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Summer jobs offer local teens spending money, work experience

As another school year comes to a close, many local teens have begun “pounding the pavement” in search of summer employment.

For some teens, a summer job is just that, a summer job, while others may be able to parlay their summer work into a permanent position. Still others may search for a job that will teach them valuable skills necessary for a future career choice.

Jessie Howard, a junior at Farragut High School recently started working at a local frozen yogurt shop. The yogurt shop was the second place that Howard applied, and she began working the next day. “I like it because I get to sleep in in the morning, and then work a three or four hour shift,” Howard said.

Swim team meets and competitive softball tournaments take up a great deal of Howard’s time, but she still manages to work about 20 hours a week.

Even though Howard doesn’t have her driver’s license yet, she plans on saving most of the money earned this summer for car insurance and gasoline. “I’ll probably set a little money aside for shopping though,” she said.

Lauren Briody, 16, recently started her first job at a local grocery store. Like Howard, Briody had no trouble finding summer employment.

“This was the second place that I applied to, and I was pretty much hired on the spot,” she said. “My parents are happy because the store is close to home.”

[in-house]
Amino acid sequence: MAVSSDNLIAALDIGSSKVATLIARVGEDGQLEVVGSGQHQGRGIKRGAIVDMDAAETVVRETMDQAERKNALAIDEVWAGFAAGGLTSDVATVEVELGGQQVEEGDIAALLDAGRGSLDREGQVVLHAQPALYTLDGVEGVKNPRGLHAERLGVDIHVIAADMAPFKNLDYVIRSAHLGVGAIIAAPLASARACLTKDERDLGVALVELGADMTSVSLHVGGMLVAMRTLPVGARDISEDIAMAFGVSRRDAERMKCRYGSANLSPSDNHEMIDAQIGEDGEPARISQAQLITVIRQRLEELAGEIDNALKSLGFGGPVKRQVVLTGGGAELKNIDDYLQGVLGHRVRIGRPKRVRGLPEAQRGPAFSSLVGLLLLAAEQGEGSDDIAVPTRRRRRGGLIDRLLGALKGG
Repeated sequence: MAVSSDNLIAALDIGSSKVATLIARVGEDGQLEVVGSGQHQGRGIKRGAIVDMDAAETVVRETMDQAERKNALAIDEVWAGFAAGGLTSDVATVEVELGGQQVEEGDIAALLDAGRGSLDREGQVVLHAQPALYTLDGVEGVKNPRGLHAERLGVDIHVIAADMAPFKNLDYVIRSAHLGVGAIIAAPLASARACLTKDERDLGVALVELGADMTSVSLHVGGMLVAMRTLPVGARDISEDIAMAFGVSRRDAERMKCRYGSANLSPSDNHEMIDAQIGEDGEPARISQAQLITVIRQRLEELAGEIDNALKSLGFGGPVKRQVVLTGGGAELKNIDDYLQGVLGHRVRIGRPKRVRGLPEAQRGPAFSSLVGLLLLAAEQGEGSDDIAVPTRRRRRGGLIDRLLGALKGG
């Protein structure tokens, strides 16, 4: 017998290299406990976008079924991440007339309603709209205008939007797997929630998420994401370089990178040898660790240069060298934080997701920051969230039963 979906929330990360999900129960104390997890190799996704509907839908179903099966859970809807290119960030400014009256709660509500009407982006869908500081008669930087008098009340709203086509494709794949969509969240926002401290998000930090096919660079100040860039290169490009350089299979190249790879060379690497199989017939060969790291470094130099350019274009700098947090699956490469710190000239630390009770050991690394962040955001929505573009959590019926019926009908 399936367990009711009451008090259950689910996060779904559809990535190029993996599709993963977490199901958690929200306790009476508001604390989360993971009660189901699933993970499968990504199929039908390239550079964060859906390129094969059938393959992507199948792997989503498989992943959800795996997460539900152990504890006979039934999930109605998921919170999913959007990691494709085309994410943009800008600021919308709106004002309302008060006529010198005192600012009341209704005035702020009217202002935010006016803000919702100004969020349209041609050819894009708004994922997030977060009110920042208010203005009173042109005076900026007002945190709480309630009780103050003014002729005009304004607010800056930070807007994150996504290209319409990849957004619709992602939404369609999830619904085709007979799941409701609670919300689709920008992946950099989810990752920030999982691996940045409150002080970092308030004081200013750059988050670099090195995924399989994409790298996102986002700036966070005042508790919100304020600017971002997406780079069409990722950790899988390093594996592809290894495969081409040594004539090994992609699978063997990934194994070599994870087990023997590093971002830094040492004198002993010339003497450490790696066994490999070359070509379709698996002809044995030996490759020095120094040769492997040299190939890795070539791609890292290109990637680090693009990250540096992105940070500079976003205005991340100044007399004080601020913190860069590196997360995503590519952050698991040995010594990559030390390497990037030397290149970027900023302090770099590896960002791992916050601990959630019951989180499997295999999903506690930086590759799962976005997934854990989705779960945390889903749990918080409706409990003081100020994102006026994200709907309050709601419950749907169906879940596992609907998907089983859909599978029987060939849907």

Briody hopes to continue working once school starts in the fall. She says that half of her money will go into a bank account while the other half will be “spent mostly on clothes.”

Recent FHS graduate, Stephen Nemeth has been working at a pharmacy for about nine months.

“A woman from my church is the pharmacy manager and offered me the job because she knew that I wanted to study pharmacology in college,” he said.

This too, is Nemeth’s first job, and he says that along with earning some money, he has begun to learn important aspects about his future career.

“I already know most of the generic names for the drugs, and I am learning a lot about certain drug interactions,” he said.

Stephen considers his work “on the job training.” He has plans to continue working while attending the University of Tennessee in the fall and ultimately to attend pharmacy school in Memphis.

The average hourly salary for area teens is between $5.50 and $7 an hour.

Jay Pipes, guest author at offers advice to teens in search of their first job. Simple suggestions such as making a list of who is hiring by “scouting out” the newspaper, making sure that they are well groomed because appearance matters and following up with the person who is hiring in order to show a sense of responsibility will help with the hiring process.

Pipes also advises teens to be prepared for rejection. “As first time job seekers, teens need to understand that they may not be hired right away,” he said.

“They need to be able to accept rejection graciously and ask the employer to call if their needs change in the future.” suggests putting together a brief bio or resume and leaving it with a prospective employer in order to show that they are serious about the job and have put some effort into their job search.

A resume also gives an employer something to refer back to if future employment becomes available.

According to, most teens have positive feelings about their first job. Pipes said, “The first job allows teens to learn a sense of responsibility, meet new people, earn a little money and have fun.”

He added, “Looking for a first part time job may seem like a daunting task, but in the long run, it sets the teen on the right course for the future.”


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